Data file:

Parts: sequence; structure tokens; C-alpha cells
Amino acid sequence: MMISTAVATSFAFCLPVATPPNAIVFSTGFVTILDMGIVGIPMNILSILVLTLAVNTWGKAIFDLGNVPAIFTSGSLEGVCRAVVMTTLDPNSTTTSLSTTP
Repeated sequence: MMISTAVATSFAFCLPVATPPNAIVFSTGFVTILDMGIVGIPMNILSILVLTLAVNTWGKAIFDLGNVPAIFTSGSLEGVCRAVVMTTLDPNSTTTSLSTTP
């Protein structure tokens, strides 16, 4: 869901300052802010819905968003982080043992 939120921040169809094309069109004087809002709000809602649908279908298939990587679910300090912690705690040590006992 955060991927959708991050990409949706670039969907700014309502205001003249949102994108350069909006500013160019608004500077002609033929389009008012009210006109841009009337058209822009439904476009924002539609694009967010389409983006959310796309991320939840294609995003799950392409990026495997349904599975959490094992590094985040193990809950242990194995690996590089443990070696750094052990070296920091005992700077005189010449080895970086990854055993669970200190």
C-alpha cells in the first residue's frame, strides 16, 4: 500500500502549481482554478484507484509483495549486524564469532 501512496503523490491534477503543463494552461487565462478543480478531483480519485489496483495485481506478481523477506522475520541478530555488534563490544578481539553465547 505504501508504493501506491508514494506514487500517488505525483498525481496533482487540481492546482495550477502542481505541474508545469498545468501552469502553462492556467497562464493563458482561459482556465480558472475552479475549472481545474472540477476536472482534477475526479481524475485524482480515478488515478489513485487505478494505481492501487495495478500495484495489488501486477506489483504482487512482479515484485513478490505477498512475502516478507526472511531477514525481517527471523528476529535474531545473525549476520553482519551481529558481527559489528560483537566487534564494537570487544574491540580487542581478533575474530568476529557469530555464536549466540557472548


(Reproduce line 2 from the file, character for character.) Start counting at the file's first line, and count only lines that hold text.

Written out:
Amino acid sequence: MMISTAVATSFAFCLPVATPPNAIVFSTGFVTILDMGIVGIPMNILSILVLTLAVNTWGKAIFDLGNVPAIFTSGSLEGVCRAVVMTTLDPNSTTTSLSTTP